The draft policy paper, which lays down the European Commission's plans for the next decade, envisages a radically different transport system by 2020, with a single European transport area, open markets, greener infrastructure and low-carbon technologies.
"The economic costs of transportation are likely to increase owing to expensive oil, mounting congestion, scarcity of labour skills and wider application of the 'user-pays' principle for infrastructure use," says the draft, due to be published in December.
Transport emissions rose by 24% between 1990 and 2008, amounting to 19.5% of total EU greenhouse gas emissions, according to the Commission's estimates.
As a result, the transport sector will have to reduce its emissions by at least 45-60% below 1990 levels if the EU is to keep up with its climate change objectives for 2050, the document argues.
"Considering today's almost complete reliance on oil, it is clear that the constraint on emissions will be the main factor to consider in designing the transport system of the future," the paper argues.
Cars, which account for two thirds of road transport emissions, are at the heart of the problem. But in the future, another challenge will be to tackle high emissions growth in air and maritime transport, which far exceeds road transport, it adds.
Market to tackle emissions, noise
One solution would be to use market-based instruments to make transport users pay for emissions, air pollution, noise or other external damage, the paper suggests.
"This can be done through various market-based instruments, in particular fuel taxes, kilometre charges and cap-and-trade systems," the draft paper states.
For road transport, the paper suggests revising the EU's Energy Taxation Directive to introduce a minimum tax on the CO2 content of fuel, arguing this would "send a more visible price signal to the users".
Proposals by EU Taxation Commissioner Algirdas Šemeta to introduce a carbon tax have been put on ice as sceptical member states told him to further investigate its potential economic impact.
Alternatively, trading schemes can put a price on road pollution by setting a cap on emissions, the draft says. This would be a stepping stone towards an economy-wide emissions trading scheme (ETS) and consistent with the participation of other transport modes in the system.
Indeed, air transport will be included in the EU's emissions trading scheme as of 2012. The same will apply to maritime transport in 2013 if the International Maritime Organisation (IMO) does not agree on global measures in 2011, the Commission says.
The paper also seeks to provide further opportunities for member states to extend road pricing to cover issues such as congestion, noise and pollution.
The Eurovignette Directive, which allows EU countries to charge heavy-duty trucks for using European highways, will not cover the entire road network, it points out. In 2013, the Commission will therefore "consider the gradual phasing in of an internalisation system for commercial vehicles on the entire inter-urban network, or at least on [...] the main trans-European corridors, before 2020".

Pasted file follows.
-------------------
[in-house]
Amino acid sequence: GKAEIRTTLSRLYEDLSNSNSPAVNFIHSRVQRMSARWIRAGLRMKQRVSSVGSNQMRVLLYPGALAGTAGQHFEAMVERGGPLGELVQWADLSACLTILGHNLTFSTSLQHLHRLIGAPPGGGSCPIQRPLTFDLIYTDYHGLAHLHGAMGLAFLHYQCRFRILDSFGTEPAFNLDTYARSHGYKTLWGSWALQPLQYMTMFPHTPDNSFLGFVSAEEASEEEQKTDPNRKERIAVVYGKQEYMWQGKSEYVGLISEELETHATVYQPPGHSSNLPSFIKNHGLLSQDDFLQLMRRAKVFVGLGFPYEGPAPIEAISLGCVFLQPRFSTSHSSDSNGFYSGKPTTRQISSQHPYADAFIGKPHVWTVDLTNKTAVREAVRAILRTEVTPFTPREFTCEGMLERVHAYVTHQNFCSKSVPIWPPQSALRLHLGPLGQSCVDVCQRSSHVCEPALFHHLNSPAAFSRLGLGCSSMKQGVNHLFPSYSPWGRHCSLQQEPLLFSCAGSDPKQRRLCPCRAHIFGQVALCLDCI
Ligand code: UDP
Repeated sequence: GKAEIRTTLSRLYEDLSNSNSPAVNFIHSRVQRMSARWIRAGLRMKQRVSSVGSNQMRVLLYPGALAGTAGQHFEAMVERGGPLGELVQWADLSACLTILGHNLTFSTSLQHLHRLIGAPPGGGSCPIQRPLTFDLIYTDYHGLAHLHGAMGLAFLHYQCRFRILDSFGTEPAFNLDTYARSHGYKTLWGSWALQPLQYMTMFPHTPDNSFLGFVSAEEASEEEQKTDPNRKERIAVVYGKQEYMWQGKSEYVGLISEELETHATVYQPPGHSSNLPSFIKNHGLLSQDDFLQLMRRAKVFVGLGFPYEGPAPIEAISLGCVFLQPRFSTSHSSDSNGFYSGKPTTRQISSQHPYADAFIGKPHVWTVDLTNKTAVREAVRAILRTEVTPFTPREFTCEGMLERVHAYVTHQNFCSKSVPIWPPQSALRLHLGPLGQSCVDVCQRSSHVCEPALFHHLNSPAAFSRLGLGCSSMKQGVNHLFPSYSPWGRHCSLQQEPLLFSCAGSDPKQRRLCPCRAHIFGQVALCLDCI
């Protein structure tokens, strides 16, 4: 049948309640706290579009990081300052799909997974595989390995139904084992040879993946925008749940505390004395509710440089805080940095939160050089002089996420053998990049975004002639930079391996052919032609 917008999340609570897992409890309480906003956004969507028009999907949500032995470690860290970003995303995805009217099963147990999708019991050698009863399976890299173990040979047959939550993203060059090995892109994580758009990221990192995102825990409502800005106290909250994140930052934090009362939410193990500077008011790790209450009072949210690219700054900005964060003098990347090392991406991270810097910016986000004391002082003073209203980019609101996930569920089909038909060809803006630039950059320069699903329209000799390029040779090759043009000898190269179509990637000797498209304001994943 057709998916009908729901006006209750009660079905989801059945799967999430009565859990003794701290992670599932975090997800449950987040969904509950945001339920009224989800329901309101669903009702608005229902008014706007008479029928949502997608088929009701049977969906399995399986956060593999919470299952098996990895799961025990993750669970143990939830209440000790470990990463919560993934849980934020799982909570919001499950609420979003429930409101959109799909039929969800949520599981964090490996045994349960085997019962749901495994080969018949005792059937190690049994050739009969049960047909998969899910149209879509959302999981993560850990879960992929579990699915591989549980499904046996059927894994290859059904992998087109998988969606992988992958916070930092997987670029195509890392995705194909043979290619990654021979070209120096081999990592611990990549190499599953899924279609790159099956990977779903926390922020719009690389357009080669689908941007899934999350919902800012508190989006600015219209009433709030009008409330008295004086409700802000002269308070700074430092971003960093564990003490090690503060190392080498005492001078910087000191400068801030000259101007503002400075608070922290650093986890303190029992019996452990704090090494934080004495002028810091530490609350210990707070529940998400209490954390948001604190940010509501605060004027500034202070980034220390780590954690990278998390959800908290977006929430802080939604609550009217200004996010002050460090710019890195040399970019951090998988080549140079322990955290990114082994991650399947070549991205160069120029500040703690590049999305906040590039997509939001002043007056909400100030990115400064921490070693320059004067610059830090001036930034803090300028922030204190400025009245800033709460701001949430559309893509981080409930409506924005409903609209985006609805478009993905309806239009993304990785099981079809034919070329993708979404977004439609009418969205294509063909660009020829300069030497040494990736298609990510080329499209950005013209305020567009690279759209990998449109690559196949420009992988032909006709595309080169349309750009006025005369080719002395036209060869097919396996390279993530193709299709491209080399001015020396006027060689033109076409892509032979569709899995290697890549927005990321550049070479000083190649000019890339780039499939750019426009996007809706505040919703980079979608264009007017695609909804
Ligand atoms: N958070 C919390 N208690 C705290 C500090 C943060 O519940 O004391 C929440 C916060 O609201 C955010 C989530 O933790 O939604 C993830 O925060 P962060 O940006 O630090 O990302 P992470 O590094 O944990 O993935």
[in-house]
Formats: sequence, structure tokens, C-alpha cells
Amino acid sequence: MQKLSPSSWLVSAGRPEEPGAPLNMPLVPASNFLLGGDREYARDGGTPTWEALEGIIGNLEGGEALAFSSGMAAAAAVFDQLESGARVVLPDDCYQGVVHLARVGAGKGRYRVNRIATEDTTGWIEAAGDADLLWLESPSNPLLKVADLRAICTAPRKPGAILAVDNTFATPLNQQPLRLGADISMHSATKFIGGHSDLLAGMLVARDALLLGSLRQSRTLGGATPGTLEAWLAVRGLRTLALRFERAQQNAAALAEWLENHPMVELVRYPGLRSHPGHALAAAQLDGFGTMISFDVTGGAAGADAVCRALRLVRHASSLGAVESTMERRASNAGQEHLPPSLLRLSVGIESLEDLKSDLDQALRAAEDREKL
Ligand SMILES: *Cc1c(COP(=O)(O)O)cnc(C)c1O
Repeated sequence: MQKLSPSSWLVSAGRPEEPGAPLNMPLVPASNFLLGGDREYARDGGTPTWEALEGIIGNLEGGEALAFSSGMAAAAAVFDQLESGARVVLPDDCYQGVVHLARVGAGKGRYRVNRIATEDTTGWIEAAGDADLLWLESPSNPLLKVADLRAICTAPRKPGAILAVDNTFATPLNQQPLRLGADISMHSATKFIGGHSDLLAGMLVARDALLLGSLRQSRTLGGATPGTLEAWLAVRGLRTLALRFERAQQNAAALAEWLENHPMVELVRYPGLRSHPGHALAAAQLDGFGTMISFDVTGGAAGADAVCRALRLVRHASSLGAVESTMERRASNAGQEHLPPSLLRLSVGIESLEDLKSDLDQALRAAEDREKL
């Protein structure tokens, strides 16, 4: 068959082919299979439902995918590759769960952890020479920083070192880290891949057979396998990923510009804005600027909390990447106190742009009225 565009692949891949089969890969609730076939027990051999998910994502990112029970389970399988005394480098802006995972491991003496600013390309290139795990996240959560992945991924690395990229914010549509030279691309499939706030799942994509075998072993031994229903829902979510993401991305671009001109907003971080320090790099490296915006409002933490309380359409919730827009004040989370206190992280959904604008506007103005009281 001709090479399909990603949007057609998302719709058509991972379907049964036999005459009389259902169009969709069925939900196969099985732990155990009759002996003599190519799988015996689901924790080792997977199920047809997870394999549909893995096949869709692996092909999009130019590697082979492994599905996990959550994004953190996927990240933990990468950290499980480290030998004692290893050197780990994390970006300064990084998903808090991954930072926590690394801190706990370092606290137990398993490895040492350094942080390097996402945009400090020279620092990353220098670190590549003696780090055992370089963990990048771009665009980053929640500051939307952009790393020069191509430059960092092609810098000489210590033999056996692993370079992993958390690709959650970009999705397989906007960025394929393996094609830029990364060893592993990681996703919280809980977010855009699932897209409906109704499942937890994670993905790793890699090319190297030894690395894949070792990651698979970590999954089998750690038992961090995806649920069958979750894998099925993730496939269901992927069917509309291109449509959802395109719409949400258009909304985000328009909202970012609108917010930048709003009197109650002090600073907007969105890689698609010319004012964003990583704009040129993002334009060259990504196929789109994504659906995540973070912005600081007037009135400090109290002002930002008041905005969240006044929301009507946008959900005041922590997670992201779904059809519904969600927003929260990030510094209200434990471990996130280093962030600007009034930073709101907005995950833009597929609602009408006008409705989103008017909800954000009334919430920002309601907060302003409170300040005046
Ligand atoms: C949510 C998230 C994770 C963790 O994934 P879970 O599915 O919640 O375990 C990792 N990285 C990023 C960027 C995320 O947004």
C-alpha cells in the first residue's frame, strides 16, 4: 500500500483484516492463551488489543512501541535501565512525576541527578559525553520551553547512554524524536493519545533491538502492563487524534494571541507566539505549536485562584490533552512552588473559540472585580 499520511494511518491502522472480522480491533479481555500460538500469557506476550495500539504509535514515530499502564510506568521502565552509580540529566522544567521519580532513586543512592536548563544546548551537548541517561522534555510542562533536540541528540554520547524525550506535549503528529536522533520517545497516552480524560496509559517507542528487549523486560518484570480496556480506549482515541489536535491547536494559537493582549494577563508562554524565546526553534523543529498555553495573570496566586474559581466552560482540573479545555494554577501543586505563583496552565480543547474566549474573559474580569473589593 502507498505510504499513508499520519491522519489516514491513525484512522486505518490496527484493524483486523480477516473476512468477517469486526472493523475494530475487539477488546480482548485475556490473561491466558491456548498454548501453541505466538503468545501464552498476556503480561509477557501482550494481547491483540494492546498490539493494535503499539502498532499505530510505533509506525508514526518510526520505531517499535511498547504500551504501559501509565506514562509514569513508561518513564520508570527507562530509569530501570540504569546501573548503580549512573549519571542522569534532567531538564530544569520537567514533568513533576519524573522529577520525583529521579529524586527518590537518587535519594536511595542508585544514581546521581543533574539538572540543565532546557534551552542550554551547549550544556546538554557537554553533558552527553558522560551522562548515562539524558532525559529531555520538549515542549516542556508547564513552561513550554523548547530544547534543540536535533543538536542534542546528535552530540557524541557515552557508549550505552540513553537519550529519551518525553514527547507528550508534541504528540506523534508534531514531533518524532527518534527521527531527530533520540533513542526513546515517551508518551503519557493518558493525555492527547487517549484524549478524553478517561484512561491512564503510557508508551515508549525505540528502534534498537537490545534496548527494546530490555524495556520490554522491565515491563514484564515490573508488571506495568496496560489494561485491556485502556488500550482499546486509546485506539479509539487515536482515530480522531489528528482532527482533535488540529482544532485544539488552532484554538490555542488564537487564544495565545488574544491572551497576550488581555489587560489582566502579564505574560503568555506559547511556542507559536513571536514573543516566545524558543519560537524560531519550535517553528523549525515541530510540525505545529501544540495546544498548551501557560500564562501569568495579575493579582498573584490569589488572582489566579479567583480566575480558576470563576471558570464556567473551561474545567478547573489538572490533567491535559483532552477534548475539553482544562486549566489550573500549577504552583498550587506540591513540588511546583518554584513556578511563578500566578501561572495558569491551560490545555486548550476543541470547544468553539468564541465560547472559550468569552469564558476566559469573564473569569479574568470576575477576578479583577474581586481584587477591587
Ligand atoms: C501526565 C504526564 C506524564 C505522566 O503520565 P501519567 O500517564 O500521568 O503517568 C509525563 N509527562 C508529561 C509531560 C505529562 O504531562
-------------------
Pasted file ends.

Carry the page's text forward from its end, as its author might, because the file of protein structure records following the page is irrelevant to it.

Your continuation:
It will also encourage member states to follow its example by introducing measures for private vehicles and the remaining parts of the network, it says.
Infrastructure for sustainable mobility
The draft white paper also looks at infrastructure as a way to promote more sustainable transport.
As part of the revision of the TEN-T guidelines, the Commission is proposing to develop a 'core network' overlaying basic comprehensive transport networks and covering nodes and strategic links. This "backbone of a European integrated transport system" would help to address consistent problems with TEN-T planning, which is not driven by European design, it argues.
The Commission will therefore consider developing nodes for passenger transport where changing between different types of transport is efficient and encourages less polluting forms of transport.
Similar plans are also outlined for freight transport, which would see inter-modal terminals equipped with intelligent logistics. These would be located both at strategic spots in the core network and close to cities in order to organise greener city deliveries, according to the paper.
The Commission is also seeking ways to reinforce implementation of major trans-European infrastructure projects, arguing that member states' focus on national infrastructure is largely to blame for delays.
On Wednesday (27 October), EU Transport Commissioner Siim Kallas presented the first mid-term review of 92 priority trans-European transport projects (TEN-T) that will get €5.3 billion out of the of the EU's €8 billion TEN-T budget for 2007-2013. It found that just over a half of the projects (48) are on track for completion by the 2014 deadline.
In order to improve the situation, the Commission is floating the idea of introducing targets for earmarking transport revenues to pay for TEN-T infrastructure. The option currently exists but member states do not generally exploit it.
The Commission's economic and financial affairs department submitted a request to delete the latter point from the white paper, the draft shows, and it is likely to prove controversial in national capitals as well.